Under North Carolina law, operators of leaking sites that are contributing to exceedances of groundwater standards at the regulatory “compliance boundary” must "take immediate action to eliminate the source or sources of contamination … and implement an approved corrective action plan for the restoration of ground water quality." In spite of Duke Energy’s hundreds of violations of the groundwater standards at the compliance boundary around the ash ponds at Buck, the state of NC has consistently refused to make Duke Energy clean up contaminated ash ponds by incorrectly asserting that NC law did not require “immediate action to eliminate the source of the contamination.” 

In March, however, North Carolina Superior Court Judge Paul Ridgeway ruled in favor of Waterkeeper Alliance and other groups after they sued the state for failing to apply the law to Duke’s leaking coal ash pits across the state. The state joined Duke in an appeal of the ruling illustrating that they continue to work in concert with Duke Energy to help them avoid compliance with the NC law that requires clean up of ash ponds. On May 16, the NC Court of Appeals denied the request by the state of NC and Duke Energy to stay the order by Judge Ridgeway to take “immediate action to eliminate the source of contamination” at all Duke Energy coal ash ponds in NC.

Leaking contamination

Waterkeeper Alliance and Yadkin Riverkeeper found highly-toxic water leaking out of the ground on the side of a coal ash lagoon onto the property owned by Ron and JoAnn Thomas, less than 500 feet from one of the Duke Energy coal ash ponds at Buck. The seepage contained: 6.2 times the accepted standard for lead, 9.7 times the accepted standard for chromium, 562 times the accepted standard for manganese, 1,086 times the accepted standard for iron, and 1.5 times the accepted standard for Boron.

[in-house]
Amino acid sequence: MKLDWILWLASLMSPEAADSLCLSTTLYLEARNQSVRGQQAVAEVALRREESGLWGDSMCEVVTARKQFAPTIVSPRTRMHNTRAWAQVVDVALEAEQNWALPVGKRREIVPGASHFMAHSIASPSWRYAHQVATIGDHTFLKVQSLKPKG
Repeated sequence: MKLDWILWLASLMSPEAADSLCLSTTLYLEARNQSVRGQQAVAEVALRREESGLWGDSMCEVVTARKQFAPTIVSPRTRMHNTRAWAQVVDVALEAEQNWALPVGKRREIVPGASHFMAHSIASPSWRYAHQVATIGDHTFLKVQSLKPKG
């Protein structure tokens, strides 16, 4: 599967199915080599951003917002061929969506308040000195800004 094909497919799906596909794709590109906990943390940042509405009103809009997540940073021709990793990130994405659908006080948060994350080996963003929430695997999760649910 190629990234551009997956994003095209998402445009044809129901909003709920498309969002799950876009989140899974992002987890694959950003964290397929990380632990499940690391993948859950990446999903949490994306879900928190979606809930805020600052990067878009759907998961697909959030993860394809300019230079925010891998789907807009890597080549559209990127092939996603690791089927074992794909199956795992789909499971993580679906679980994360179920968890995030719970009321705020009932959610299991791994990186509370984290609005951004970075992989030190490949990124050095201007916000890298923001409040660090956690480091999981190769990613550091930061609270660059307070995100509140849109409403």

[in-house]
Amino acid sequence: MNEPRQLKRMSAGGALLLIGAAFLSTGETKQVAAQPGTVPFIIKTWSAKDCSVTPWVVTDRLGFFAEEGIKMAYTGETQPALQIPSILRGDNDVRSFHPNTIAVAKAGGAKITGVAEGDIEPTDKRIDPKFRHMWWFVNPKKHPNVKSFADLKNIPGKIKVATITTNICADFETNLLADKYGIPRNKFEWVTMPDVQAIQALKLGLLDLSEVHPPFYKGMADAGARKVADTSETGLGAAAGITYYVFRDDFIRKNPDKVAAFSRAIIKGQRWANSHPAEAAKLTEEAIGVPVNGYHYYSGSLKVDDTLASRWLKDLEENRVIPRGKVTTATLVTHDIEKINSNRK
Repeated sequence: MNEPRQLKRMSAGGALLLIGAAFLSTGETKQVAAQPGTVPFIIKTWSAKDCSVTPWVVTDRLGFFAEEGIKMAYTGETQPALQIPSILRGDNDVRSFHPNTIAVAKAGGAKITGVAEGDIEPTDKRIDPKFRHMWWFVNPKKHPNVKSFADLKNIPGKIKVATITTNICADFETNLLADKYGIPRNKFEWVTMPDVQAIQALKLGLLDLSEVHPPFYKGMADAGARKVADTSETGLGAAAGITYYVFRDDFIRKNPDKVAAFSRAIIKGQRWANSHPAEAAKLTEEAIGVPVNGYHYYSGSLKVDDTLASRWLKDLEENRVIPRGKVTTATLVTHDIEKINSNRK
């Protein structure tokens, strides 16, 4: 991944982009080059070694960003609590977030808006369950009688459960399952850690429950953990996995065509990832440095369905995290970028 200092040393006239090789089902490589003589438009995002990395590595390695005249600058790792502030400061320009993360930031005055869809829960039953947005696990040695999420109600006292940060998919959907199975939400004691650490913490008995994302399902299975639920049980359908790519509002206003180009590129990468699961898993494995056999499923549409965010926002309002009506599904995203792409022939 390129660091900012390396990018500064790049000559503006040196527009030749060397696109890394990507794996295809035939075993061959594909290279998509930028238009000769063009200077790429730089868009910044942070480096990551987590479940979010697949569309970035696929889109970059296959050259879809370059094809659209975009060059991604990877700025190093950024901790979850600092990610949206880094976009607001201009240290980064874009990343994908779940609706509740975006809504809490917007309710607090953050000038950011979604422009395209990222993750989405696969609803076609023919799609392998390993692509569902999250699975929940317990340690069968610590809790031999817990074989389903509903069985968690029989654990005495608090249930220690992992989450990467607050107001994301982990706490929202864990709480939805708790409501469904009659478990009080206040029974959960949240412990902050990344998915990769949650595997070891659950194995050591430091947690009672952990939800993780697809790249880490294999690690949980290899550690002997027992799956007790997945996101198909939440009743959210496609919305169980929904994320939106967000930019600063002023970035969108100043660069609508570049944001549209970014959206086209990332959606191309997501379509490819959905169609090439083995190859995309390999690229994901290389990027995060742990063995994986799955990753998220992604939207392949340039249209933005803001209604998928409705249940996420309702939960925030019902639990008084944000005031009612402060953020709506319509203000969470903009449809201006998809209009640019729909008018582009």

On May 14, NC Senators Tom Apodoca and Phil Berger introduced Governor Pat McCrory’s weak and ineffective coal ash bill that does not require clean up of all leaking Duke Energy coal ash ponds. “North Carolina lawmakers should not be picking winners and losers. They need to show real leadership by making Duke Energy clean up all of its leaking coal ash ponds which are putting NC families and waterways at risk,” said Dean Naujoks, Yadkin Riverkeeper.   “Once communities across the state realize some elected officials opted not to include Duke’s toxic coal ash ponds for removal, NC citizens are going to demand full clean up. 

Naujoks praised Senators Stan Bingham (R) and Gene McLaurin (D) and Representative Harry Warren (R) for putting politics aside and urging the state senate leadership to include Buck coal ash ponds in legislation for removal. Naujoks also sharply condemned Senator Andrew Brock and Representative Carl Ford, who represent Rowan County, for refusing to commit to support legislation that would clean up Duke’s coal ash ponds around the Buck plant.

“All North Carolinians should contact their local state legislators and demand that every coal ash pond in the state stop contaminating communities by passing a law that requires removal of their contents to dry lined containment structures away from drinking water wells, lakes and rivers,” said Ms. Donna Lisenby, Waterkeeper alliance Global Coal Campaign Coordinator. “Only when these highly dangerous and polluting facilities are secured away from water will their immediate threat to public health and the environment be addressed.”

###

Founded in 1999 by environmental attorney and activist Robert F. Kennedy, Jr. and several veteran Waterkeeper Organizations, Waterkeeper Alliance is a global movement of on-the-water advocates who patrol and protect over 1.5 million square miles of rivers, streams and coastlines in North and South America, Europe, Australia, Asia and Africa. Learn more at: www.waterkeeper.org or follow @Waterkeeper on Twitter and Facebook.

Share This Article